Jeff Ruland, the Washington Bullets' all-star center and core of the team's offense, suffered a chip fracture of the right ankle against the Detroit Pistons Wednesday night and will miss the next six weeks of the National Basketball Association season.
Ruland, who is 6 feet 11 and weighs 275 pounds, also suffered a severe sprain of the ankle, according to Dr. Stephen Haas, a team physician. He put Ruland's foot in a cast yesterday and ordered him to stay at home and keep it elevated for the next few days. Ruland was injured in the final 34 seconds of the 108-100 victory over the Pistons.
"It's really frustrating, since we started to play well," Ruland said. "I just don't feel that great, but there's nothing I can do about it. I'm looking forward to getting the cast off. There will still be a lot of time left in the season to accomplish something."
Ruland said he was injured when Detroit rookie Joe Dumars drove the base line. Ruland went up in an attempt to block the shot and came down awkwardly on his right foot. "The next thing I knew, I was in a great deal of pain," he said.
As a result of Ruland's second serious injury in two seasons, Coach Gene Shue made two front-court changes in his starting lineup for last night's game against the Milwaukee Bucks. Manute Bol, the team's 7-foot-7 rookie center, made his first NBA start, and Dan Roundfield replaced Charles Jones.
Shue made the latter change "just to give us more offense in the lineup," he said. Bol, who already is a proficient shot blocker, is not an offensive threat, having scored only 30 points and taken 30 shots in 250 minutes before getting 18 points last night in the Bullets' 110-108 victory over Milwaukee.
Shue chose to start Bol over veteran reserve Tom McMillen, who started 20 straight games last season after Ruland suffered a shoulder injury that caused him to miss 43 of the Bullets' final 44 games.
"Manute has been doing a very good job for the team," Shue said. "He's better equipped to start."
Bol has gotten increased playing time recently and has 27 blocked shots in the Bullets' last three games. Ruland shared a ride from the airport with Bol yesterday and said he told the NBA's tallest player, "If you don't block 15 shots tonight, I'll be very disappointed." Bol blocked 12 shots last night.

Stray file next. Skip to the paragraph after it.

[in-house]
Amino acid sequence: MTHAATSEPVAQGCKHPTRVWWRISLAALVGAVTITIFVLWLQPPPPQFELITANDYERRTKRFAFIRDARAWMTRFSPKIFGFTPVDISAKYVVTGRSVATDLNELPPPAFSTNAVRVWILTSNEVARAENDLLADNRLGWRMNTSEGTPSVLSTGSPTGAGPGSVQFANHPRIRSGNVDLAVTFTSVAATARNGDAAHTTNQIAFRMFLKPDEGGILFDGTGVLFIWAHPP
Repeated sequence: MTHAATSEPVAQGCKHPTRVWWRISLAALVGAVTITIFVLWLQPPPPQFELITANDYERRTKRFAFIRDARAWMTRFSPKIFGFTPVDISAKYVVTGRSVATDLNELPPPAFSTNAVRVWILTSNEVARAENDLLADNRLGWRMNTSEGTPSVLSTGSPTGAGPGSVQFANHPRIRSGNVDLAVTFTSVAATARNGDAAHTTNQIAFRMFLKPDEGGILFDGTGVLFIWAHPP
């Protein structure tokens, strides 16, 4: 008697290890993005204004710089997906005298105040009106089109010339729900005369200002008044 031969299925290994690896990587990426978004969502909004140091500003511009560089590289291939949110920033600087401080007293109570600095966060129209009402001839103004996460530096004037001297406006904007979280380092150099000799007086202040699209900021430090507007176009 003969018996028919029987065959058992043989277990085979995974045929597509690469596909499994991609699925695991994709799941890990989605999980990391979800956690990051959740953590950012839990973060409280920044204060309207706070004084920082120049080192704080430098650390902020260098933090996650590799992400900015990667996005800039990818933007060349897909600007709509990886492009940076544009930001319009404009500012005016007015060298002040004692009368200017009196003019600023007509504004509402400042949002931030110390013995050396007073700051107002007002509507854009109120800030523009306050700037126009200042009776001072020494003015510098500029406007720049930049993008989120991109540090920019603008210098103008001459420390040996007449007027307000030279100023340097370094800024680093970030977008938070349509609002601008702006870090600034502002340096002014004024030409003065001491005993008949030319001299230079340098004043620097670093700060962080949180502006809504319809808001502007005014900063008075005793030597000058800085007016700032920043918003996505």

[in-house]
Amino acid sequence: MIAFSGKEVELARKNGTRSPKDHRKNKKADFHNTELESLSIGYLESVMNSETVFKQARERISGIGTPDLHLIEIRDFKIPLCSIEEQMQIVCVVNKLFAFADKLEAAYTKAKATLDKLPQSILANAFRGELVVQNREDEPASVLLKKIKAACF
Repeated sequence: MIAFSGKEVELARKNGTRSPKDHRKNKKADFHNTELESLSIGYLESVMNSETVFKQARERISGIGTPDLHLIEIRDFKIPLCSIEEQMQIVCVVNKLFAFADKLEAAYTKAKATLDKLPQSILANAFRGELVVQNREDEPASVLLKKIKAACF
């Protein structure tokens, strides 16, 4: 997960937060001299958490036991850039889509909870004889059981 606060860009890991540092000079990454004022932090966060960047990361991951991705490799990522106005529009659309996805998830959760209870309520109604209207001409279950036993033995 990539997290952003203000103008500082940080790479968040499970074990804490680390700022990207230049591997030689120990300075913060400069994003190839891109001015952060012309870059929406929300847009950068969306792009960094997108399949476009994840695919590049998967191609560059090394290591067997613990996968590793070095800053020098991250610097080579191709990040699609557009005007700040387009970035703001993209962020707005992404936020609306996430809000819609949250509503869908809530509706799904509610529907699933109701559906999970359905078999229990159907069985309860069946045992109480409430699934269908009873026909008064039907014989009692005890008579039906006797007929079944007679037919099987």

Going into this season, it was said the Bullets had the best depth in the league other than the Boston Celtics and the Los Angeles Lakers. Now the Bullets, who were five games over .500 with Ruland last season and seven games under .500 without him, will find out how good that depth is.
"But you don't compensate for the lack of a Ruland," Shue said. "He was having an absolutely incredible season."
Ruland was named the NBA's player of the week Monday and twice in his past six games has produced double triples (at least 10 points, 10 rebounds and 10 assists in the same game).
For the season, Ruland is 17th in the NBA in scoring (21.2), third in rebounding (12.1), sixth in field-goal percentage (58.3) and the top center in assists (5.8).
"It's a tough blow at this time," Shue said of the injury.
"We started the season 2-7, and it was difficult to get things to work. We've really been playing terrific basketball; we've won eight of the last 11. Now, with Ruland getting injured, it's the most serious injury we could have because he's a player we use a lot in the offense."
Shue said the Bullets likely will sign a player to fill Ruland's roster spot. "We're still in the talking stages . . . who we might pick up and who might help us," Shue said.
"It's hard finding someone like that. We'll make that decision in the next few days. Most of the decent players are overseas. The players most recently cut are not good players."